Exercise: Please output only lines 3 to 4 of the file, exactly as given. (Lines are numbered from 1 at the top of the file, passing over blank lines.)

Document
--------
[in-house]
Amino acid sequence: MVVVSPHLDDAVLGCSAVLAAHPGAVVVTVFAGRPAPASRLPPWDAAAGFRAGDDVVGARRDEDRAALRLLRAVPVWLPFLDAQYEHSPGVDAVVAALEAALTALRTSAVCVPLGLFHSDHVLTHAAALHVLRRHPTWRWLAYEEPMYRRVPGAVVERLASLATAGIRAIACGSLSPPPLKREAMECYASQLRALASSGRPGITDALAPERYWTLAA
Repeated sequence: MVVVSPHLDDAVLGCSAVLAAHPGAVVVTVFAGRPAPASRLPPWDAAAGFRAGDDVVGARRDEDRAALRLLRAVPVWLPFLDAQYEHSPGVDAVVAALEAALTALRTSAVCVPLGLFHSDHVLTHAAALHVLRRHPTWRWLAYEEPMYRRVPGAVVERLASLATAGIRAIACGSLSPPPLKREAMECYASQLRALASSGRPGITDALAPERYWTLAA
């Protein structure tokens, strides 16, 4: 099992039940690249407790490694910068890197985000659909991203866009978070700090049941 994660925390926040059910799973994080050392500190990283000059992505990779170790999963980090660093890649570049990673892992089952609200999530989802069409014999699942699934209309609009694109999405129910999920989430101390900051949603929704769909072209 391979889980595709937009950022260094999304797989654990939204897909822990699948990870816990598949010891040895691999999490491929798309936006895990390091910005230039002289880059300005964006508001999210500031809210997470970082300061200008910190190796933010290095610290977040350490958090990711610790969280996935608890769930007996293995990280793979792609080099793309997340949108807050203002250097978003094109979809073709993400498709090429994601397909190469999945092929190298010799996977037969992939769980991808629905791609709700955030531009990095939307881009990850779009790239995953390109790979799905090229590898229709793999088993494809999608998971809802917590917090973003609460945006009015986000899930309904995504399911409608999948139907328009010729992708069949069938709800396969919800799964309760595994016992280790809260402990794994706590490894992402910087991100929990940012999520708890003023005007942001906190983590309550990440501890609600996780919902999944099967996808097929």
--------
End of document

Repeated sequence: MVVVSPHLDDAVLGCSAVLAAHPGAVVVTVFAGRPAPASRLPPWDAAAGFRAGDDVVGARRDEDRAALRLLRAVPVWLPFLDAQYEHSPGVDAVVAALEAALTALRTSAVCVPLGLFHSDHVLTHAAALHVLRRHPTWRWLAYEEPMYRRVPGAVVERLASLATAGIRAIACGSLSPPPLKREAMECYASQLRALASSGRPGITDALAPERYWTLAA
């Protein structure tokens, strides 16, 4: 099992039940690249407790490694910068890197985000659909991203866009978070700090049941 994660925390926040059910799973994080050392500190990283000059992505990779170790999963980090660093890649570049990673892992089952609200999530989802069409014999699942699934209309609009694109999405129910999920989430101390900051949603929704769909072209 391979889980595709937009950022260094999304797989654990939204897909822990699948990870816990598949010891040895691999999490491929798309936006895990390091910005230039002289880059300005964006508001999210500031809210997470970082300061200008910190190796933010290095610290977040350490958090990711610790969280996935608890769930007996293995990280793979792609080099793309997340949108807050203002250097978003094109979809073709993400498709090429994601397909190469999945092929190298010799996977037969992939769980991808629905791609709700955030531009990095939307881009990850779009790239995953390109790979799905090229590898229709793999088993494809999608998971809802917590917090973003609460945006009015986000899930309904995504399911409608999948139907328009010729992708069949069938709800396969919800799964309760595994016992280790809260402990794994706590490894992402910087991100929990940012999520708890003023005007942001906190983590309550990440501890609600996780919902999944099967996808097929």